What does the Malik Zaire injury mean for Notre Dame?
Brian Kelly has announced that Notre Dame starting quarterback Malik Zaire is out for the season with a fractured ankle, which means the Fighting Irish will continue the year without one of the best QBs in the entire country.
We haven’t seen that much of Zaire to this point, but as we described coming out of Notre Dame’s Week 1 blowout win over Texas, all indications were that he was on his way to a big 2015 season.
He earned an outstanding +6.2 overall grade against the Longhorns and a +5.6 passing grade — for reference, those are better grades than any earned by Heisman-winner Marcus Mariota last season. Those grades reinforced that Zaire was a true dual-threat quarterback, and not just a running threat who was only marginally effective as a passer (something we saw in Zaire’s limited 2014 appearances, as well).
No matter how much the Texas defense struggles this year, Zaire’s passing numbers against the Longhorns were very impressive: 86.2 percent completions, including 13 of 14 on throws of 10-plus yards. He was a potential Heisman candidate based solely off of that one game.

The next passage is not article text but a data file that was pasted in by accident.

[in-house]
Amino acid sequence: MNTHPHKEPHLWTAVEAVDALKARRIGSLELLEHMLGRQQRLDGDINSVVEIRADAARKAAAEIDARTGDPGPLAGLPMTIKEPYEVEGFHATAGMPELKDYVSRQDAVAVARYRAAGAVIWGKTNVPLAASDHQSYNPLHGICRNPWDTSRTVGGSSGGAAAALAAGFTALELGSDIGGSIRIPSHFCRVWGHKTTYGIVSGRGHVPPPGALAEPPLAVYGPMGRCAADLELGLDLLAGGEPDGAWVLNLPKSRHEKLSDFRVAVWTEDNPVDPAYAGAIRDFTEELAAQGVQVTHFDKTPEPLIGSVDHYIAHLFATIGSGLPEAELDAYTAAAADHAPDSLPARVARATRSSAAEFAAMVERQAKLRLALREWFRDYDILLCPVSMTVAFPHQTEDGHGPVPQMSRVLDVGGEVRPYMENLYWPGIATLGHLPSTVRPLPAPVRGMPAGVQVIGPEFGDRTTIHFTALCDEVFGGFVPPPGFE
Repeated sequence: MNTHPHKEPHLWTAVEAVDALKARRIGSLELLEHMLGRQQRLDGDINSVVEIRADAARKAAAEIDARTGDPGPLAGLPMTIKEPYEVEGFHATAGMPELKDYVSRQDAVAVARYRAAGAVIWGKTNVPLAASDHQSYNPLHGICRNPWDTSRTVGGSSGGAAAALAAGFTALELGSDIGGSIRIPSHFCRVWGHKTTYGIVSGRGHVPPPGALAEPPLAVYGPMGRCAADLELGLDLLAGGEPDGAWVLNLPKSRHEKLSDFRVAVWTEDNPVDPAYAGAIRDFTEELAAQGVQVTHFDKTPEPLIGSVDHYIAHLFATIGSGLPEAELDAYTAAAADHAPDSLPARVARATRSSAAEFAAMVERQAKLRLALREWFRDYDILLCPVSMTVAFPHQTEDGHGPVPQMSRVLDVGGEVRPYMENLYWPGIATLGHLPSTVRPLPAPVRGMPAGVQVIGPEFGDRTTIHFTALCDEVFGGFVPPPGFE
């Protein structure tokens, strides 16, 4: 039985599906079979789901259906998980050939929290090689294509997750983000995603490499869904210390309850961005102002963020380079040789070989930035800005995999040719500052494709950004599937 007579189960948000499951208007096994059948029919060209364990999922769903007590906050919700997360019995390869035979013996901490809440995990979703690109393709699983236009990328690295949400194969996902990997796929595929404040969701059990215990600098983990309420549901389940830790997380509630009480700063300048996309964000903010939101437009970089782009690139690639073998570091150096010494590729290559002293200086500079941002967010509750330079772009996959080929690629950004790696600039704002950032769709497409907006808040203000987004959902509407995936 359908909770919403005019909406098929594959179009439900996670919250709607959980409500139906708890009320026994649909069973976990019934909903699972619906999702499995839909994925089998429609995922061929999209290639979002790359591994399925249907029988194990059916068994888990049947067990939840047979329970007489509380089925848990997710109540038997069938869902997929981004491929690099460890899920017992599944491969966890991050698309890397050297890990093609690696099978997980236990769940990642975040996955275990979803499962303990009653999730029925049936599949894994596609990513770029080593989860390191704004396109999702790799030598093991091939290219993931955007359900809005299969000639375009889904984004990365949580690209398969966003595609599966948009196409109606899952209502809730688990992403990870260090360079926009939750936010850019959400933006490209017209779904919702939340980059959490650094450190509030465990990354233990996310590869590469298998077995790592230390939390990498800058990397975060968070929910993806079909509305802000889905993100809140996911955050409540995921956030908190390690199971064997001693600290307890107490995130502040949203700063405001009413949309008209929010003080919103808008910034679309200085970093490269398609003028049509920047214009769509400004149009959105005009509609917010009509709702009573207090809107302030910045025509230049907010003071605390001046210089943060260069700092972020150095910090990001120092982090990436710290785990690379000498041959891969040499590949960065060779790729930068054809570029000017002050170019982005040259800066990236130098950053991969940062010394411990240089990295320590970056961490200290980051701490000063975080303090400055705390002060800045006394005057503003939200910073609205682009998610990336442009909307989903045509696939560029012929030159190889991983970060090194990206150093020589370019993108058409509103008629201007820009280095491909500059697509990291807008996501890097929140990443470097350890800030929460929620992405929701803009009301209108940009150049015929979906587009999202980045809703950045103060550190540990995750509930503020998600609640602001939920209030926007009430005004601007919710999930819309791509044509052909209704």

That’s not to say that all is now lost for the Fighting Irish. His replacement, redshirt freshman DeShone Kizer, won the Virginia game with this outstanding 39-yard touchdown pass that is likely to earn him a high PFF grade this week.
Moreover, while Zaire was clearly the star of the Week 1 win over Texas, he wasn’t the only Notre Dame player to get off to a great start in 2015. The defense performed very well in all aspects of the game, with DL Sheldon Day standing out as a pass-rusher (+4.0 pass-rush grade, +4.6 overall) and LBs James Onwualu (+2.2) and Jaylon Smith (+1.4) displaying impressive all-around play.
So it’s too soon to write off Notre Dame’s chances with Kizer under center, and there is the benefit of back-to-back home games the next two weeks (Georgia Tech, UMass) before traveling to Clemson for what should be a very difficult road test on Oct. 3. However, it will be difficult for Kizer to match the production level that Zaire seemed poised to achieve. Based on how he’d played in 2014 and in Week 1, every indication was that he was set to be one of college football’s biggest stars of the season.